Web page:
The Vivid's horizontal dispersion is shown in fig.4. (The traces are normalized to the response on the tweeter axis, which thus appears as a straight line.) Other than a slight lack of energy in the presence region to the sides, which might make the speaker sound a little polite, the contour lines in this graph are smooth and even, which correlates with accurate and stable stereo imaging. The Kaya S12 becomes a little more directional in the octave below 20kHz, which will tend to compensate for the slight excess of on-axis energy in this region. This graph also shows that the tweeter resonance is higher in level off-axis.


Fig.4 Vivid Kaya S12, lateral response family at 50", normalized to response on tweeter axis, from back to front: differences in response 90–5° off axis, reference response, differences in response 5–90° off axis.

The Vivid's vertical dispersion, again normalized to the response on the tweeter axis, is shown in fig.5. The Kaya S12's balance is maintained over a ±5° window centered on the tweeter axis, which is 34" from the floor with the speaker bolted to its dedicated stand. (A survey conducted for Stereophile by Thomas J. Norton in the 1990s indicated that 36" was the average ear height for seated listeners.) Above and below that window, however, a significant suckout in the crossover region makes an appearance.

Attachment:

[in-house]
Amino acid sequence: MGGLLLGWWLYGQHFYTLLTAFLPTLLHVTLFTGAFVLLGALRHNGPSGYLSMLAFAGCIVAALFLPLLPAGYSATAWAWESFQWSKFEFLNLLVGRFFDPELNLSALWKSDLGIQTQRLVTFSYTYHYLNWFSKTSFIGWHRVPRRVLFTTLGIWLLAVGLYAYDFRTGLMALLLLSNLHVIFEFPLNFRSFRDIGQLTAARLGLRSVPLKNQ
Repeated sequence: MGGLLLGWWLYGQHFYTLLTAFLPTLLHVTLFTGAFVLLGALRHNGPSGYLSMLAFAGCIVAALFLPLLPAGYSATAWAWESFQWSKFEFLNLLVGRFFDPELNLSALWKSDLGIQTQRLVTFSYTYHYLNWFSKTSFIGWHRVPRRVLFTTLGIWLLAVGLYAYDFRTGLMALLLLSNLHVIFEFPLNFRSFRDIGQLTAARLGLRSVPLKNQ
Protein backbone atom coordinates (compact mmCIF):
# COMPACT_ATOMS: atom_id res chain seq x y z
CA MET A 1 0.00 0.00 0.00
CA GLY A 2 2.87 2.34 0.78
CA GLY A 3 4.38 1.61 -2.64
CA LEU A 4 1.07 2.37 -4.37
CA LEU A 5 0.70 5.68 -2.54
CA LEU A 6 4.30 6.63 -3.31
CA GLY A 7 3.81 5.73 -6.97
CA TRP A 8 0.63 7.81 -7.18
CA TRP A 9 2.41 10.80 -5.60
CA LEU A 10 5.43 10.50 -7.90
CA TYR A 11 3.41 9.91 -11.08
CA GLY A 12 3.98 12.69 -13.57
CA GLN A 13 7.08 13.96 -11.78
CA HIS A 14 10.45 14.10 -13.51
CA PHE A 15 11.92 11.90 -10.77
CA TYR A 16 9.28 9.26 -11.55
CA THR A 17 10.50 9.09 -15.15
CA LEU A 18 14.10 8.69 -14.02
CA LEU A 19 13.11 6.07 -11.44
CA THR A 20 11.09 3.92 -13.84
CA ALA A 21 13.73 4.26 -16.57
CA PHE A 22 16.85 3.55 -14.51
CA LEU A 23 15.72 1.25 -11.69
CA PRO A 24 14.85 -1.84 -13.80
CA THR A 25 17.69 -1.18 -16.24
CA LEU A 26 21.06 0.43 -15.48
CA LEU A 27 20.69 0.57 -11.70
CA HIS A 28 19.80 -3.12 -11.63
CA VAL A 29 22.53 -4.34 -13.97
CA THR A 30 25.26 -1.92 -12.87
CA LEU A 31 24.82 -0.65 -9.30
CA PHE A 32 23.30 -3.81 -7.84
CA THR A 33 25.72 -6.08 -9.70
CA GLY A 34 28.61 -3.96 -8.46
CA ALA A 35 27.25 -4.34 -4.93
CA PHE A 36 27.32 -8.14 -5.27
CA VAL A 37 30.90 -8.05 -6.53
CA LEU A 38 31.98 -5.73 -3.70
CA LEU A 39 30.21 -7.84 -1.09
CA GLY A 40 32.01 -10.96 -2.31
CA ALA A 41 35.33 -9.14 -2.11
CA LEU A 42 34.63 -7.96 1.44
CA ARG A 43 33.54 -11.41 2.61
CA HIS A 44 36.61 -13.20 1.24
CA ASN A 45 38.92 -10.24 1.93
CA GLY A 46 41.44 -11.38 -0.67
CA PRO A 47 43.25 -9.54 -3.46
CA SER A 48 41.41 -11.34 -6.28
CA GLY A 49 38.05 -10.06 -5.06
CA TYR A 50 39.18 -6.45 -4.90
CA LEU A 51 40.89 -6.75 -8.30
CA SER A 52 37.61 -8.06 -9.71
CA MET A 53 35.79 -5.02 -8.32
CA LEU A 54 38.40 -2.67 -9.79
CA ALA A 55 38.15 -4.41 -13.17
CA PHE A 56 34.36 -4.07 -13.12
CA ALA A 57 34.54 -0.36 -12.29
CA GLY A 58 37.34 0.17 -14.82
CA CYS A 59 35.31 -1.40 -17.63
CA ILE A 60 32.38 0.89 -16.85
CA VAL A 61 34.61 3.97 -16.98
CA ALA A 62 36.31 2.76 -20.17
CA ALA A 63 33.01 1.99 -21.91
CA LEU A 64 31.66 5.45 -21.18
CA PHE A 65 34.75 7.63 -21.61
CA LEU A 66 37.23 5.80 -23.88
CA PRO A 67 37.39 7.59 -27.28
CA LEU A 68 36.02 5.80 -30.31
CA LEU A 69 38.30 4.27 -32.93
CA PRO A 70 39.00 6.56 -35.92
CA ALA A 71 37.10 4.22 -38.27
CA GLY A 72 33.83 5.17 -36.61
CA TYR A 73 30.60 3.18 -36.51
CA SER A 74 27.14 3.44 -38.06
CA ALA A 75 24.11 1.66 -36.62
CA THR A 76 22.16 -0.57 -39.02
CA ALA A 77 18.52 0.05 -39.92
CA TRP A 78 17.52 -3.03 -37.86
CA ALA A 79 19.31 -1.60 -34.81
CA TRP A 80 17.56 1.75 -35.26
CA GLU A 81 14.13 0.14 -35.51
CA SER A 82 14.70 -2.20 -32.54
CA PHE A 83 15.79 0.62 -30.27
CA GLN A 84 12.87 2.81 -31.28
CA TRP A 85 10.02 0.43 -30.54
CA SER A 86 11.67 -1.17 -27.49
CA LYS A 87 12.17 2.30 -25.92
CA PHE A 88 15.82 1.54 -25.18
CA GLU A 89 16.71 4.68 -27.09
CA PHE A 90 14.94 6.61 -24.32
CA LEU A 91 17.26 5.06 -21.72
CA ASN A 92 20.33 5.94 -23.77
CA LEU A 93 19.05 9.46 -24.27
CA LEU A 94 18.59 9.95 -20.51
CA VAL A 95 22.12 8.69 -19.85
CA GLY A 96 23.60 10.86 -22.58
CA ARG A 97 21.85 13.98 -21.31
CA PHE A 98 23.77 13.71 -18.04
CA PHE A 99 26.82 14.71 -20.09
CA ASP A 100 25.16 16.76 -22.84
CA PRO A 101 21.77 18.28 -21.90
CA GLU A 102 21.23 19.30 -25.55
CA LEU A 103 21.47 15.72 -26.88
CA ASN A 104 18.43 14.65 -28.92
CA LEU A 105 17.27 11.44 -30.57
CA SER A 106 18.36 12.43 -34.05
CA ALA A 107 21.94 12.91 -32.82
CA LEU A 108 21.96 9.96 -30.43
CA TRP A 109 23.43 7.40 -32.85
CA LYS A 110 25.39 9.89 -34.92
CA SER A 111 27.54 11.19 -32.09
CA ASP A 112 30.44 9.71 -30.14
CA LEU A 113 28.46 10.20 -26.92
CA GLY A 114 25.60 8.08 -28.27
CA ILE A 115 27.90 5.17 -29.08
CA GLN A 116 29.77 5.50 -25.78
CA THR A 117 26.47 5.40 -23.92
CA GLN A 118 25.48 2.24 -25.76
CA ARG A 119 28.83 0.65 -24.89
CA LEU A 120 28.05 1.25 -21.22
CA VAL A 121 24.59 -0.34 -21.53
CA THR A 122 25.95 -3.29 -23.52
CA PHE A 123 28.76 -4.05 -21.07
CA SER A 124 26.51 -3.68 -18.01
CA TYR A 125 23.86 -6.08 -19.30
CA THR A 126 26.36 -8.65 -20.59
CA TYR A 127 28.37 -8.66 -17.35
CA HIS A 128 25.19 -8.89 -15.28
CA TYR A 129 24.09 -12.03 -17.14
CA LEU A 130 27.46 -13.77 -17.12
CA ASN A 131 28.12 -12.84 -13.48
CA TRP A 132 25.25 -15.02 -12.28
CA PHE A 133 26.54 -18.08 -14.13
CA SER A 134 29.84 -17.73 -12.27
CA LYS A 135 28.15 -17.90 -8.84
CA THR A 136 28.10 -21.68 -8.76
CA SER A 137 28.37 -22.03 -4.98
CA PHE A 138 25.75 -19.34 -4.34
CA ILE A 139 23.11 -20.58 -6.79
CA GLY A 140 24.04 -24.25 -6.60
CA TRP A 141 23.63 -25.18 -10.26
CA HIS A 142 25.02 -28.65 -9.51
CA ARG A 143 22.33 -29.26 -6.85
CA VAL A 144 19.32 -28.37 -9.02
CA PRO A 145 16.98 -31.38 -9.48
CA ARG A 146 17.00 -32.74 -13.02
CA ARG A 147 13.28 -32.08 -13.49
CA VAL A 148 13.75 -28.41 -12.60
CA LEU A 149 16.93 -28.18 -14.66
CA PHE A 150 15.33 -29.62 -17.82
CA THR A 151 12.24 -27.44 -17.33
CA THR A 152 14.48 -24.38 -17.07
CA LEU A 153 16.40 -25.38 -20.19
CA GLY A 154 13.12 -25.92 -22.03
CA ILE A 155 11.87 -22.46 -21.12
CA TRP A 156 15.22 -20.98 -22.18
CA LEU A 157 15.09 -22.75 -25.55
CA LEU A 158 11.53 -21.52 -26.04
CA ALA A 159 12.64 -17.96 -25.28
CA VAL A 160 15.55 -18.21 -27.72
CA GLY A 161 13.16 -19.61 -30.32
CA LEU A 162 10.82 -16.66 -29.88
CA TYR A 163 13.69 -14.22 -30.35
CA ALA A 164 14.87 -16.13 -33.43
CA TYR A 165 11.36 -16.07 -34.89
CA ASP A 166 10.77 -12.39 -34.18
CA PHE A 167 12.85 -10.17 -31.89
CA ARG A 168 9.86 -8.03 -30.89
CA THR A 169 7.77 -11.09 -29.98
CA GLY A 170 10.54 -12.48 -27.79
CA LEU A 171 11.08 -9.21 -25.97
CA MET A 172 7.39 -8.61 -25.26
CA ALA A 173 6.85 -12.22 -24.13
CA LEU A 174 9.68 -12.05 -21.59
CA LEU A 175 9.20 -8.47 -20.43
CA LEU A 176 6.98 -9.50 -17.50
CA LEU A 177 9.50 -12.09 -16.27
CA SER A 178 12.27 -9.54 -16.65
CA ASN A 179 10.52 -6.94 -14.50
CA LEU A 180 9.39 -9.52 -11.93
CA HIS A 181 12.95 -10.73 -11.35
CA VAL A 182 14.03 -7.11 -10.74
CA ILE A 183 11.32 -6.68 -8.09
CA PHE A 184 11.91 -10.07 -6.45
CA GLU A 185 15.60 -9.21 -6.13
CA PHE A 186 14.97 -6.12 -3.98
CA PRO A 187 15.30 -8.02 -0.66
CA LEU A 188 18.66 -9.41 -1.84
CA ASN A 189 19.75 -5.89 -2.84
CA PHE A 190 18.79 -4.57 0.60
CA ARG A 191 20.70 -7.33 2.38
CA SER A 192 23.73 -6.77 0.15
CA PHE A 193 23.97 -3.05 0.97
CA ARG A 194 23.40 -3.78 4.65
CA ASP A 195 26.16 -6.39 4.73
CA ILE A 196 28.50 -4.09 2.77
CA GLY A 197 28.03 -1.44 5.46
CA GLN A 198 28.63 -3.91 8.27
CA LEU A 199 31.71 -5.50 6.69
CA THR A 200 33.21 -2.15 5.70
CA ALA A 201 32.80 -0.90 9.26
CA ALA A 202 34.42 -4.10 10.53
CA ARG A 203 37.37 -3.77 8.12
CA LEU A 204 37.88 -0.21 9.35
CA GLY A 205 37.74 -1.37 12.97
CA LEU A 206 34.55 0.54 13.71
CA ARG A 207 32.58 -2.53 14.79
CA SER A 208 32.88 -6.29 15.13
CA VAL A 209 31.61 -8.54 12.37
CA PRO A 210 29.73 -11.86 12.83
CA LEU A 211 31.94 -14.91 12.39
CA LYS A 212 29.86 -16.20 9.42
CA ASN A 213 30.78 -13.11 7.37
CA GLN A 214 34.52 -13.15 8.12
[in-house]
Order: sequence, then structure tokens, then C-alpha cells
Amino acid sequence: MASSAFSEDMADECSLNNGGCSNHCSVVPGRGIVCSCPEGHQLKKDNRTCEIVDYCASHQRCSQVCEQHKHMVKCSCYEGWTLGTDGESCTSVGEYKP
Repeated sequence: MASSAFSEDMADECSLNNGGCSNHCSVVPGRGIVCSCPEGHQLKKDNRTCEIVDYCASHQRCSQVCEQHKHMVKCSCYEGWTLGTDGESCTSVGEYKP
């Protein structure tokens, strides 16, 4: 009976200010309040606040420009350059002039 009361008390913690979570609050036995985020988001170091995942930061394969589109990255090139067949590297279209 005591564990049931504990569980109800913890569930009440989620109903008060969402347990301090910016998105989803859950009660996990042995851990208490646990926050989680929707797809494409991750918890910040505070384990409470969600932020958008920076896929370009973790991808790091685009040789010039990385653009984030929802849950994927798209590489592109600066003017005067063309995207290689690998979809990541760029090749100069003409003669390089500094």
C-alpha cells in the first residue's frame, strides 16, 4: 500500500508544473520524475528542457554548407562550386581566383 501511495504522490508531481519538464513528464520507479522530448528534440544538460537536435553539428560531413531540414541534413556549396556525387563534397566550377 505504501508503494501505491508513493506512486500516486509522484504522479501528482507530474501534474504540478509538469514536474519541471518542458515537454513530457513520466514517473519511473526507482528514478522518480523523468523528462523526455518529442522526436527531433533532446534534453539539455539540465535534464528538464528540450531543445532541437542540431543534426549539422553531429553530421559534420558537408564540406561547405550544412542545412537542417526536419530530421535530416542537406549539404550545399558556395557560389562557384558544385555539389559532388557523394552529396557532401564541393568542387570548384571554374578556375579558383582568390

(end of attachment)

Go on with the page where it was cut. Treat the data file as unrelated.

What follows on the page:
Fig.5 Vivid Kaya S12, vertical response family at 50", normalized to response on tweeter axis, from back to front: differences in response 45–5° above axis, reference response, differences in response 5–45° below axis.

After the review had been prepared for publication, I measured the Vivid S12's spatially averaged response in my own listening room (fig.6). I didn't have time to optimize the placement by moving the speakers closer to the sidewalls and the wall behind the speakers, which means the low-frequencies are shelved down. But note the superbly even response in the upper midrange and treble. Other than a slight excess of energy in the mid-treble region, the trace gently slopes down in the optimal manner as the frequency increases.


Fig.6 Vivid Kaya S12, spatially averaged, 1/6-octave response in JA's listening room.